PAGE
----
THE fight against global warming is rapidly moving into the courtrooms. In the past few years, in landmark cases in the Netherlands, Germany, and France, courts have agreed that state and corporate entities have a duty to reduce greenhouse gas emissions, and demanded they adopt more aggressive policies. A Dutch court, for example, ordered the government to reduce emissions to 25% below 1990s levels, forcing it to go beyond its proposed goal of 17%.

These rulings mark an encouraging shift. Over the decades, plaintiffs have brought — and lost — more than a thousand major cases accusing governments and private companies of causing specific damages through climate emissions.

One reason this dismal record may be changing is that plaintiffs are making more persuasive arguments. But they could be doing even better. According to a recent study of arguments put forth in 73 recent or ongoing cases, plaintiffs are generally failing to use the up-to-date science capable of linking climate emissions to direct harmful consequences.

“Attribution” — the term scientists use to describe the evidence linking human behavior to global warming — isn’t as easy as it might seem. Proving that some flood or storm damage is due to climate change, and not just a freak event of normal weather, means showing that such an event would have been much more unlikely in a world in which climate change wasn’t happening. To do that, scientists have to rely on good statistical understanding of the normal climate system and weather — if warming weren’t happening — and make a clear distinction from what is actually happening now.

Collecting that historical data and building those scientific models has been difficult. But researchers have persisted. In 2018, a summer heat wave in northern Europe brought average temperatures more than 5°C higher (9°F) than the recent historical norm. Detailed studies of this event based on available data and atmospheric modeling eventually concluded that such an event was roughly 100 times more likely than it would have been in the absence of climate change. In a realistic statistical sense, climate change caused it, as well as the damage following from it, which included many hundreds of excess deaths caused by extreme temperatures in Sweden, Finland, and Denmark.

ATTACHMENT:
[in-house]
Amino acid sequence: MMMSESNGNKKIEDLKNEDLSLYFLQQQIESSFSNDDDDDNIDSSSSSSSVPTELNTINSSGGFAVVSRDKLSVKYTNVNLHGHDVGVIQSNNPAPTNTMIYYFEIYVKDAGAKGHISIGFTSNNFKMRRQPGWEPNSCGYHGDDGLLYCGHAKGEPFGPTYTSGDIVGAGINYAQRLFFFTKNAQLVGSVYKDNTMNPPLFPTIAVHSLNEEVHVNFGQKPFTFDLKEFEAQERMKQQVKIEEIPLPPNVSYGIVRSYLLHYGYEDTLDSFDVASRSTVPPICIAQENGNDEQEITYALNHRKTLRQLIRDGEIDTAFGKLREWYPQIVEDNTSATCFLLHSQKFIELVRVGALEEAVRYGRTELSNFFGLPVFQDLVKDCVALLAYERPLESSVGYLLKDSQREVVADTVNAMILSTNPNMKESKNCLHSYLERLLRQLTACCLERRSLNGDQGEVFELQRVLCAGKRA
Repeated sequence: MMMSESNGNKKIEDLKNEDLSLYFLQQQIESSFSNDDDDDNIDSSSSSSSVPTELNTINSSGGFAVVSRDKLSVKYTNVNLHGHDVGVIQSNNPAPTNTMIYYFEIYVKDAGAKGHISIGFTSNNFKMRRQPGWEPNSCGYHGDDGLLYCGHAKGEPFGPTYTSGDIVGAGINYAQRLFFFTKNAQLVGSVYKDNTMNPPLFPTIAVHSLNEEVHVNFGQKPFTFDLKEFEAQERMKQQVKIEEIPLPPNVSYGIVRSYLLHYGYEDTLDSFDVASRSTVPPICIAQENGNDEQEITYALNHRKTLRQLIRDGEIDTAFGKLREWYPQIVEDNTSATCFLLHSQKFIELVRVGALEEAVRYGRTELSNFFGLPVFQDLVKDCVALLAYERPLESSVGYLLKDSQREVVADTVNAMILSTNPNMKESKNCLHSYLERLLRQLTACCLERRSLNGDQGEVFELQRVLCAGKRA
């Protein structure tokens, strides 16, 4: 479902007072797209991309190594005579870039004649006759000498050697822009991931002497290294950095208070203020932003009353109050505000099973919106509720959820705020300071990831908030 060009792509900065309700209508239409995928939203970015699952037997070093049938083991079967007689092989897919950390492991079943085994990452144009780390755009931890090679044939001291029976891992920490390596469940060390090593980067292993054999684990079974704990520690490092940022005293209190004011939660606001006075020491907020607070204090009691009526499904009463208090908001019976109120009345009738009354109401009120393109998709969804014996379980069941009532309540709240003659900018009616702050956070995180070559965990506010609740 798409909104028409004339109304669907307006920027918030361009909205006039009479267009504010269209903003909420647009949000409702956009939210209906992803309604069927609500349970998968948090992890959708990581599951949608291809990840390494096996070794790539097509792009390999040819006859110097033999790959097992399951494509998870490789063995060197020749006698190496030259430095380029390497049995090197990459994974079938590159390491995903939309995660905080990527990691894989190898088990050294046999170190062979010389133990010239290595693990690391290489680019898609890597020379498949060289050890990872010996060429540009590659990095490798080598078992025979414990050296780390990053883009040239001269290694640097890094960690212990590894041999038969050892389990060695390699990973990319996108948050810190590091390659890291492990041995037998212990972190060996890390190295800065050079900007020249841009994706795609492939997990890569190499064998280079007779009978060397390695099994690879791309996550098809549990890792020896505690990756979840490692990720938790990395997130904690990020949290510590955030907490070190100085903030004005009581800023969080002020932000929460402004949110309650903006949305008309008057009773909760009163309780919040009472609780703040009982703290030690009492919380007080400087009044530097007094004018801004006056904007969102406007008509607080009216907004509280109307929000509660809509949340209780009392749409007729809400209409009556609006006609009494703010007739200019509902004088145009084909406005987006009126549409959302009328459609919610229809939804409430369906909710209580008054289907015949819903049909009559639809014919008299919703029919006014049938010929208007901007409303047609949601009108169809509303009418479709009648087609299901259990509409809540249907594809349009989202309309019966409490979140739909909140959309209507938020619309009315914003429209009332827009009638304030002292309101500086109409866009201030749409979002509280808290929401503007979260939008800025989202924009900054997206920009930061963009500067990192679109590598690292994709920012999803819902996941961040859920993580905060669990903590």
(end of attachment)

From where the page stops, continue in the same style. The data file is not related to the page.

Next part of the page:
The science for making such causal links has matured in the past decade due to concerted efforts of groups such as the World Weather Attribution organization, created by scientists who have developed exhaustive methods for determining which events are and aren’t good candidates for realistic attribution. It’s unfortunate that, so far, the activists bringing climate cases don’t seem to be keeping up with the science.

In their study of recent cases, for example, Rupert Stuart-Smith of the Oxford Sustainable Law Programme and colleagues found that plaintiffs in nearly 75% of the cases — typically relating to damages from extreme temperatures or sea-level rise — made no effort to demonstrate a clear causal link between the damage they experienced and defendants’ emissions. Instead, plaintiffs mostly hoped it would be enough if the court accepted the existence of a general link between climate emissions and increased risks for extreme events.

The better alternative, these researchers argue, would be to present specific evidence to link particular damages at one time and place to defendants’ actions. That may seem inherently difficult, as emissions come from so many sources, but attribution has developed statistical techniques to reliably estimate the portion of damage attributable to individual emitters. And such arguments are in spirit no different from arguments courts have long accepted in other areas — for example, in cases determining partial liability for health consequences from tobacco smoke or asbestos. Such estimates see Exxon Mobil and Chevron as each having contributed more than 2% to the cumulative acidification of the oceans, with coal and cement producers in China accounting for more than 10%.

More specific arguments could make a big difference. A decade ago, a court that rejected climate-related lawsuits suggested that legitimate links could never be made between defendants’ emissions and plaintiffs’ injuries. That view was premature. The science has decisively moved on. Now, in many cases, such links can be made with high confidence.

It’s not surprising, perhaps, that legal experts haven’t kept up with latest science, which is getting stronger all the time. If activists and their legal teams begin employing better science, the legal battles could soon start tipping the other way, in which case courts might drive real change on emissions policies.